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The Charter Oak Fire Insurance Co. v. Wisconsin Electric Power Co.

United States District Court, E.D. Wisconsin

June 16, 2017

THE CHARTER OAK FIRE INSURANCE COMPANY, Plaintiff,
v.
WISCONSIN ELECTRIC POWER COMPANY and URS CORPORATION, Defendants.

          DECISION AND ORDER

          LYNN ADELMAN, DISTRICT JUDGE

         Plaintiff, The Charter Oak Fire Insurance Company, filed a complaint alleging claims for negligence and breach of contract against Wisconsin Electric Power Company (“WEPCO”) and a claim for negligence against URS Corporation. In a prior order, I granted WEPCO's motion to dismiss Charter Oak's claims against it for failure to state a claim upon which relief may be granted. See Jan. 13, 2017 Dec. and Order, ECF No. 31. Before me now is Charter Oak's motion for reconsideration of that order. Also before me is URS's own motion to dismiss the claims that Charter Oak alleged against it.

         I. BACKGROUND

         According to the allegations of the amended complaint, Charter Oak issued a property insurance policy to Metropolitan Environmental Services, a company that performs dredging and excavation services. In August 2011, Metropolitan and WEPCO entered into a contract under which Metropolitan agreed to provide dredging services to WEPCO at its Oak Creek power plant. The area to be dredged was located at the bottom of a bluff, between the bluff and the shore of Lake Michigan.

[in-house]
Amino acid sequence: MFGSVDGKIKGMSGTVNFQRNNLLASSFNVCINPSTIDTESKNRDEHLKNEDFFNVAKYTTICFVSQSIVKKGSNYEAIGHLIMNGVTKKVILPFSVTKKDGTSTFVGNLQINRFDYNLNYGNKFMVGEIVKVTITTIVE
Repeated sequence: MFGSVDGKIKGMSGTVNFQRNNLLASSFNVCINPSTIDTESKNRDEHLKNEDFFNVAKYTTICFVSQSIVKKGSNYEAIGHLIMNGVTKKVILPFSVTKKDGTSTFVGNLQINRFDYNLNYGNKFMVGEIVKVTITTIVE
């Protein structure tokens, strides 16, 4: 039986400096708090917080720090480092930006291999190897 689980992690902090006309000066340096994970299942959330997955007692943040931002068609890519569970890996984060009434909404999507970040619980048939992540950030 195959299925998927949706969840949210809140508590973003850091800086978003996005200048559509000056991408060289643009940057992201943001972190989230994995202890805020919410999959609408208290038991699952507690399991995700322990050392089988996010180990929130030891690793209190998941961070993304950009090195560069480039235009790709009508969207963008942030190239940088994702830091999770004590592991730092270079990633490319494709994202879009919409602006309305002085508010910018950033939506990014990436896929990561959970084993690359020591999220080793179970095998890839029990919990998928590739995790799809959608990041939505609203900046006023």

At approximately the same time that Metropolitan was performing its dredging work at the bottom of the bluff, WEPCO and URS were engaged in a separate construction project at the top of the bluff. On the morning of October 31, 2011, Metropolitan had its heavy equipment on site at the bottom of the bluff, near the Lake Michigan shoreline, when a section of the bluff collapsed, resulting in a large quantity of earth sweeping across the dredging area and pushing Metropolitan's heavy equipment into the lake. The bluff collapse did not injure anyone, but it caused significant damage to Metropolitan's equipment.

         Charter Oak paid Metropolitan $749, 096.82 for the damage to its heavy equipment. Charter Oak now seeks to exercise its subrogation rights and recover its payment to Metropolitan from WEPCO and URS. It alleges that WEPCO and URS were negligent in the performance of the construction work at the top of the bluff, and that such negligence was the cause of the collapse. Charter Oak also alleges that, in the contract between WEPCO and Metropolitan for the dredging work, WEPCO agreed to indemnify Metropolitan for losses caused by WEPCO's own negligence.